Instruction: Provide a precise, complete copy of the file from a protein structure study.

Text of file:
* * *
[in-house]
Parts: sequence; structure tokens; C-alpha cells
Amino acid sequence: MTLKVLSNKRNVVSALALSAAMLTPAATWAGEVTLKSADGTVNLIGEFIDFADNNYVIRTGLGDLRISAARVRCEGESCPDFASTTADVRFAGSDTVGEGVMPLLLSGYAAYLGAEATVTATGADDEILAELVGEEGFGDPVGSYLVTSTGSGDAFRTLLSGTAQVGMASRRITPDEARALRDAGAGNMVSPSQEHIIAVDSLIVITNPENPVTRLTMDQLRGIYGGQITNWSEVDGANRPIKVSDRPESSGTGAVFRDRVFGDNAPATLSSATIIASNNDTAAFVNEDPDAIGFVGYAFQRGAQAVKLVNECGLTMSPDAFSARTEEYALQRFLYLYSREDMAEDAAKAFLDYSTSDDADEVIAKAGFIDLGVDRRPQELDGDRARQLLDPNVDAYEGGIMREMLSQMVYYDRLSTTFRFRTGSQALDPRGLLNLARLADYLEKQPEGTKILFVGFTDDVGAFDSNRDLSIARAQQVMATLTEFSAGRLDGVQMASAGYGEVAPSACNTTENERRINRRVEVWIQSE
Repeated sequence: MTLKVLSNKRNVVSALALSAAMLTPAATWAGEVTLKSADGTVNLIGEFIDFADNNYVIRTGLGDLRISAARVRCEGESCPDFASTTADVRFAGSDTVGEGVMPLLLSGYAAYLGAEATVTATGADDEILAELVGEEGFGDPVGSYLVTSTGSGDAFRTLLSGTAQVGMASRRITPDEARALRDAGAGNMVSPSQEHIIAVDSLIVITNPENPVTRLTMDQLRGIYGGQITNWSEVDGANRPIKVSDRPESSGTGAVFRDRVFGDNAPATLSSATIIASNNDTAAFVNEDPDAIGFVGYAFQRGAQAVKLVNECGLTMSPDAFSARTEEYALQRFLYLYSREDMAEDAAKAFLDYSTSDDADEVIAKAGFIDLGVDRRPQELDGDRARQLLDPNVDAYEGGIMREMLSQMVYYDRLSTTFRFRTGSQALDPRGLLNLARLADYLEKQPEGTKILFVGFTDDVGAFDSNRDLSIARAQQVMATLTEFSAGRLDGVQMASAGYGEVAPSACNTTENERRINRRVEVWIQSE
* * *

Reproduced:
[in-house]
Parts: sequence; structure tokens; C-alpha cells
Amino acid sequence: MTLKVLSNKRNVVSALALSAAMLTPAATWAGEVTLKSADGTVNLIGEFIDFADNNYVIRTGLGDLRISAARVRCEGESCPDFASTTADVRFAGSDTVGEGVMPLLLSGYAAYLGAEATVTATGADDEILAELVGEEGFGDPVGSYLVTSTGSGDAFRTLLSGTAQVGMASRRITPDEARALRDAGAGNMVSPSQEHIIAVDSLIVITNPENPVTRLTMDQLRGIYGGQITNWSEVDGANRPIKVSDRPESSGTGAVFRDRVFGDNAPATLSSATIIASNNDTAAFVNEDPDAIGFVGYAFQRGAQAVKLVNECGLTMSPDAFSARTEEYALQRFLYLYSREDMAEDAAKAFLDYSTSDDADEVIAKAGFIDLGVDRRPQELDGDRARQLLDPNVDAYEGGIMREMLSQMVYYDRLSTTFRFRTGSQALDPRGLLNLARLADYLEKQPEGTKILFVGFTDDVGAFDSNRDLSIARAQQVMATLTEFSAGRLDGVQMASAGYGEVAPSACNTTENERRINRRVEVWIQSE
Repeated sequence: MTLKVLSNKRNVVSALALSAAMLTPAATWAGEVTLKSADGTVNLIGEFIDFADNNYVIRTGLGDLRISAARVRCEGESCPDFASTTADVRFAGSDTVGEGVMPLLLSGYAAYLGAEATVTATGADDEILAELVGEEGFGDPVGSYLVTSTGSGDAFRTLLSGTAQVGMASRRITPDEARALRDAGAGNMVSPSQEHIIAVDSLIVITNPENPVTRLTMDQLRGIYGGQITNWSEVDGANRPIKVSDRPESSGTGAVFRDRVFGDNAPATLSSATIIASNNDTAAFVNEDPDAIGFVGYAFQRGAQAVKLVNECGLTMSPDAFSARTEEYALQRFLYLYSREDMAEDAAKAFLDYSTSDDADEVIAKAGFIDLGVDRRPQELDGDRARQLLDPNVDAYEGGIMREMLSQMVYYDRLSTTFRFRTGSQALDPRGLLNLARLADYLEKQPEGTKILFVGFTDDVGAFDSNRDLSIARAQQVMATLTEFSAGRLDGVQMASAGYGEVAPSACNTTENERRINRRVEVWIQSE